Paul Thomas Anderson captures the feral exuberance of the early seventies, as the precocious 15-year-old child actor, and natural hustler, Gary Valentine (Cooper Hoffman) pursues the 25-year-old Alana Kane (Alana Haim), “the woman he’s going to marry”.
Inspired by the life of Anderson’s friend Gary Goetzman, the story bubbles up rather than unfolding. It’s joyous in many ways, full with the kind of optimism none of us can feel anymore.
The Devil’s Hour is a quantum riddle. Writer Tom Moran twists the strands of a nightmarish murder-mystery into a tight rope, wraps that into a ball, then slices open the ball. The story lives somewhere on that cut. Worth seeing.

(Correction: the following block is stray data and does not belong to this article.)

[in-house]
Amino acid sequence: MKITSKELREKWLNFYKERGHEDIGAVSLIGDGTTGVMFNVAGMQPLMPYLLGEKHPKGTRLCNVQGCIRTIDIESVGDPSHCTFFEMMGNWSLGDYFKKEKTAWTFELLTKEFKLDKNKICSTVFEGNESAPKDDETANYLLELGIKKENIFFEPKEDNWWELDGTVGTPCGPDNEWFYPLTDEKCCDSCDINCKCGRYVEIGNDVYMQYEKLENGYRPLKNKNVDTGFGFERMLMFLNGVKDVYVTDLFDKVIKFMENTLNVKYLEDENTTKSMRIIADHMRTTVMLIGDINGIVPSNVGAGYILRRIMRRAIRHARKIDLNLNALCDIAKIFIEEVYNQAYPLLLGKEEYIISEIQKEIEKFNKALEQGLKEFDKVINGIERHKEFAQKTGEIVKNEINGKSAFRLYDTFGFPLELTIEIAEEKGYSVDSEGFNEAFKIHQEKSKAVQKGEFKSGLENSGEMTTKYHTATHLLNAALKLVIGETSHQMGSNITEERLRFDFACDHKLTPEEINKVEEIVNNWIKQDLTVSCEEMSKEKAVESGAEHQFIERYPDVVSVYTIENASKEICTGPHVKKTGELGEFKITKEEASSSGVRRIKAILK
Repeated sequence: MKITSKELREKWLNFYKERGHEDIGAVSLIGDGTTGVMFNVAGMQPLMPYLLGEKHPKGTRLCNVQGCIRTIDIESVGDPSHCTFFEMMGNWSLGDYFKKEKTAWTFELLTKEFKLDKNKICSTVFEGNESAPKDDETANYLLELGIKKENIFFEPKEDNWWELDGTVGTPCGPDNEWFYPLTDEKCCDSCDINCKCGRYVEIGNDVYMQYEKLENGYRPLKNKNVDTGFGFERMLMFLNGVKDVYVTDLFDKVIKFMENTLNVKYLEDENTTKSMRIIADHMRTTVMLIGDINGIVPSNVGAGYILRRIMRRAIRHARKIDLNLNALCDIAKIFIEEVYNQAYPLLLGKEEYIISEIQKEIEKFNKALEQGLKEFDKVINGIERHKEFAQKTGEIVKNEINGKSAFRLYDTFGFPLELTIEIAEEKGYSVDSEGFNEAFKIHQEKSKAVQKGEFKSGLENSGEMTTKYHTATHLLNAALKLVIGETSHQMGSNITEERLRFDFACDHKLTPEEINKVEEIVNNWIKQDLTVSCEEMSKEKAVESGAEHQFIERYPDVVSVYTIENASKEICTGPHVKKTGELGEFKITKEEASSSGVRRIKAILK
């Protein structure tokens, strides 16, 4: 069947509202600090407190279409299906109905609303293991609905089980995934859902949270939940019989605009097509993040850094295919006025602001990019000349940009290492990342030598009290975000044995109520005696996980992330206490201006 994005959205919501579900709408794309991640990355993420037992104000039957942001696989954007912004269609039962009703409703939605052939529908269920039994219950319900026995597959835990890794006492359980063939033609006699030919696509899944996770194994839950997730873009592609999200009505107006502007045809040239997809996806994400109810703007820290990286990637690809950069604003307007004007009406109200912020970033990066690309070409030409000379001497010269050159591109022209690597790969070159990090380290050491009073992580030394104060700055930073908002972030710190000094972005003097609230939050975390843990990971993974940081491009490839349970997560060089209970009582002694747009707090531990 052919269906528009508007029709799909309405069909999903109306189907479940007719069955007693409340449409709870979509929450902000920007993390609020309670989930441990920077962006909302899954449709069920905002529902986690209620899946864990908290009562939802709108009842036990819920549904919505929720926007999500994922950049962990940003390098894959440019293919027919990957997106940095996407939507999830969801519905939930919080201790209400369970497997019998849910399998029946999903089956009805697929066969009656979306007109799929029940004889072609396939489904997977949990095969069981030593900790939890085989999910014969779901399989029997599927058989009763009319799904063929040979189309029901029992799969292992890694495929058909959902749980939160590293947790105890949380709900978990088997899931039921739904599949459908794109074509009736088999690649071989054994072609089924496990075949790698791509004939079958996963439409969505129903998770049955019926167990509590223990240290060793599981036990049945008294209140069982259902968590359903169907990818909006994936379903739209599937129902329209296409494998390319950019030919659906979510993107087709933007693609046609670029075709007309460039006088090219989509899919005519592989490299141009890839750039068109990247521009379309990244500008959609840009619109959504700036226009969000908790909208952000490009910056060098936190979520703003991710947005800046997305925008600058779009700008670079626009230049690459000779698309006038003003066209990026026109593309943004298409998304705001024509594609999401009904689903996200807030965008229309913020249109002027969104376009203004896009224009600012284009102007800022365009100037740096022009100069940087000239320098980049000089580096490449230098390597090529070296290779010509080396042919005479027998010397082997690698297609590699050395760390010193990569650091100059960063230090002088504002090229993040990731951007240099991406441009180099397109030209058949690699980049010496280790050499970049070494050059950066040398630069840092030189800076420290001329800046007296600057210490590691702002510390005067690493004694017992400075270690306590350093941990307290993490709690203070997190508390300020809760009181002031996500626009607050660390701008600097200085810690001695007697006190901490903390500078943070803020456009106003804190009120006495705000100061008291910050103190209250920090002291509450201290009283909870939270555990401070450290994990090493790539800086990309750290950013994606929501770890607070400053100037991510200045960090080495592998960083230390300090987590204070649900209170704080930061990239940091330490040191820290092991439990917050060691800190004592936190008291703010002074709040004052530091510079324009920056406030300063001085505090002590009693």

A grim collection of vigilantes, with a single-minded hatred of soops, try to hold the “out of control” super-humans to account, as well as the corporation that runs them. It’s bloody and gruesome and hilarious, with a politically satirical soul.
A couple, one manic the other melancholic, torment each other with masochistic love. It’s two hours that feels like three, with a dark and twisted soul from Adrian Lyne of Fatal Attraction (1987) fame.